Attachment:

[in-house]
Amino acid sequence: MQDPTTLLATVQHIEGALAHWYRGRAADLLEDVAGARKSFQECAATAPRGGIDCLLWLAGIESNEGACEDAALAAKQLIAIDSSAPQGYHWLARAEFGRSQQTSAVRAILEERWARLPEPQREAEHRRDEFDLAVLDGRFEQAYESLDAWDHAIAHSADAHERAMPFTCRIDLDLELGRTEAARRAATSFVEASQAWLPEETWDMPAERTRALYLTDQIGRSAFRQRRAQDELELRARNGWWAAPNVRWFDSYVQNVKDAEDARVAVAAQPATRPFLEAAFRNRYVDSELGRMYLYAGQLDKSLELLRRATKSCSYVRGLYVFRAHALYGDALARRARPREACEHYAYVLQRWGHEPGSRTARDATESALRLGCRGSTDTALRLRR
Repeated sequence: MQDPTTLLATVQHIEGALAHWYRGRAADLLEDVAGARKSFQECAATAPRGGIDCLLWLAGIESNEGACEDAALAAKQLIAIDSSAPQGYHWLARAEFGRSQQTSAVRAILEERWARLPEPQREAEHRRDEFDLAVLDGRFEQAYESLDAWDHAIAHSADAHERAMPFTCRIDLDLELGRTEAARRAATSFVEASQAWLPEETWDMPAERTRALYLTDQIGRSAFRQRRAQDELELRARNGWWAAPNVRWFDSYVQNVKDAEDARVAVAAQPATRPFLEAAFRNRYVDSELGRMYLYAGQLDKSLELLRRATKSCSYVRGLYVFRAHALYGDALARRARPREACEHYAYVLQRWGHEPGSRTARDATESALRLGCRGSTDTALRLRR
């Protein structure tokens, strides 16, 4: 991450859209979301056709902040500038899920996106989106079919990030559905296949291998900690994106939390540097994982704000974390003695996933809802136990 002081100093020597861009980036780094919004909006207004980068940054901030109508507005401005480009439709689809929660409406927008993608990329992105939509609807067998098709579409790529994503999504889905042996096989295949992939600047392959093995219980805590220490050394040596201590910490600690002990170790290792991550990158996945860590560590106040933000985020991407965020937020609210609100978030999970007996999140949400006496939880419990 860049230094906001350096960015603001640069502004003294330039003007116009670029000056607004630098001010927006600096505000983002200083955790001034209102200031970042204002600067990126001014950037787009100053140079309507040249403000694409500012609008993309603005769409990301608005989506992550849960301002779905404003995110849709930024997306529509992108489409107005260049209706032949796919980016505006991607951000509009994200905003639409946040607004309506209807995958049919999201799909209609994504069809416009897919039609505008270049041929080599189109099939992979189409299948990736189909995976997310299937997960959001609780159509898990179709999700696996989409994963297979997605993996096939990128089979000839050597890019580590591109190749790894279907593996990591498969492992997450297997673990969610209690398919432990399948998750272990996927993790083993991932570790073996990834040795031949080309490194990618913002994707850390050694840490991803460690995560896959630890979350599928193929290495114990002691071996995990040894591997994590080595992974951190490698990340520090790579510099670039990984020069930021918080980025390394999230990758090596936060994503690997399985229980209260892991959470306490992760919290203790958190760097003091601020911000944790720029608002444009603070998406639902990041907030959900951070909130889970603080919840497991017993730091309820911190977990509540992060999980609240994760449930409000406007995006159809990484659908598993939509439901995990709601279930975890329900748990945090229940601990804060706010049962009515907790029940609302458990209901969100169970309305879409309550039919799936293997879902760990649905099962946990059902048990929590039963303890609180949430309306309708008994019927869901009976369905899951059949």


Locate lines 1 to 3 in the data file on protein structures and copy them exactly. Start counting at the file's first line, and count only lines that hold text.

[in-house]
Amino acid sequence: MQDPTTLLATVQHIEGALAHWYRGRAADLLEDVAGARKSFQECAATAPRGGIDCLLWLAGIESNEGACEDAALAAKQLIAIDSSAPQGYHWLARAEFGRSQQTSAVRAILEERWARLPEPQREAEHRRDEFDLAVLDGRFEQAYESLDAWDHAIAHSADAHERAMPFTCRIDLDLELGRTEAARRAATSFVEASQAWLPEETWDMPAERTRALYLTDQIGRSAFRQRRAQDELELRARNGWWAAPNVRWFDSYVQNVKDAEDARVAVAAQPATRPFLEAAFRNRYVDSELGRMYLYAGQLDKSLELLRRATKSCSYVRGLYVFRAHALYGDALARRARPREACEHYAYVLQRWGHEPGSRTARDATESALRLGCRGSTDTALRLRR
Repeated sequence: MQDPTTLLATVQHIEGALAHWYRGRAADLLEDVAGARKSFQECAATAPRGGIDCLLWLAGIESNEGACEDAALAAKQLIAIDSSAPQGYHWLARAEFGRSQQTSAVRAILEERWARLPEPQREAEHRRDEFDLAVLDGRFEQAYESLDAWDHAIAHSADAHERAMPFTCRIDLDLELGRTEAARRAATSFVEASQAWLPEETWDMPAERTRALYLTDQIGRSAFRQRRAQDELELRARNGWWAAPNVRWFDSYVQNVKDAEDARVAVAAQPATRPFLEAAFRNRYVDSELGRMYLYAGQLDKSLELLRRATKSCSYVRGLYVFRAHALYGDALARRARPREACEHYAYVLQRWGHEPGSRTARDATESALRLGCRGSTDTALRLRR